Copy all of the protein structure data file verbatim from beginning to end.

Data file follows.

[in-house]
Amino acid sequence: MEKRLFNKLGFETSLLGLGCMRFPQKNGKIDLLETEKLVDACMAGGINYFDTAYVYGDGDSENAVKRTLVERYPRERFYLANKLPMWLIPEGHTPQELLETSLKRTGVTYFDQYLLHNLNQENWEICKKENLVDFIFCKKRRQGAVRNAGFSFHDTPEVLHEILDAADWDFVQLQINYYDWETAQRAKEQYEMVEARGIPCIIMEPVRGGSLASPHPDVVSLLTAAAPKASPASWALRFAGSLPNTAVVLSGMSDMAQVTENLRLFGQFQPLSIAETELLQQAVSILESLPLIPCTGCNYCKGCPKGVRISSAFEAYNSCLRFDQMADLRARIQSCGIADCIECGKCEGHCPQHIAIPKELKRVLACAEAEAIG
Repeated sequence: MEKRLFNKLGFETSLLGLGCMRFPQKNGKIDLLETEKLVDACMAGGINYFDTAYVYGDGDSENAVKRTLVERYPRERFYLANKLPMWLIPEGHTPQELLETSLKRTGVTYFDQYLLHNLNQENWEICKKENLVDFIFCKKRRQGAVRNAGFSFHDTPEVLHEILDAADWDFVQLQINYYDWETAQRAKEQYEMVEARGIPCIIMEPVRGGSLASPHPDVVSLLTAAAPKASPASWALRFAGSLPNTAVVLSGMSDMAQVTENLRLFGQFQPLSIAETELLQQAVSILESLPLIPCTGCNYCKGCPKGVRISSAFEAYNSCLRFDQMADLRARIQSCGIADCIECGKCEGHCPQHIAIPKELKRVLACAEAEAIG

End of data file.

[in-house]
Amino acid sequence: MEKRLFNKLGFETSLLGLGCMRFPQKNGKIDLLETEKLVDACMAGGINYFDTAYVYGDGDSENAVKRTLVERYPRERFYLANKLPMWLIPEGHTPQELLETSLKRTGVTYFDQYLLHNLNQENWEICKKENLVDFIFCKKRRQGAVRNAGFSFHDTPEVLHEILDAADWDFVQLQINYYDWETAQRAKEQYEMVEARGIPCIIMEPVRGGSLASPHPDVVSLLTAAAPKASPASWALRFAGSLPNTAVVLSGMSDMAQVTENLRLFGQFQPLSIAETELLQQAVSILESLPLIPCTGCNYCKGCPKGVRISSAFEAYNSCLRFDQMADLRARIQSCGIADCIECGKCEGHCPQHIAIPKELKRVLACAEAEAIG
Repeated sequence: MEKRLFNKLGFETSLLGLGCMRFPQKNGKIDLLETEKLVDACMAGGINYFDTAYVYGDGDSENAVKRTLVERYPRERFYLANKLPMWLIPEGHTPQELLETSLKRTGVTYFDQYLLHNLNQENWEICKKENLVDFIFCKKRRQGAVRNAGFSFHDTPEVLHEILDAADWDFVQLQINYYDWETAQRAKEQYEMVEARGIPCIIMEPVRGGSLASPHPDVVSLLTAAAPKASPASWALRFAGSLPNTAVVLSGMSDMAQVTENLRLFGQFQPLSIAETELLQQAVSILESLPLIPCTGCNYCKGCPKGVRISSAFEAYNSCLRFDQMADLRARIQSCGIADCIECGKCEGHCPQHIAIPKELKRVLACAEAEAIG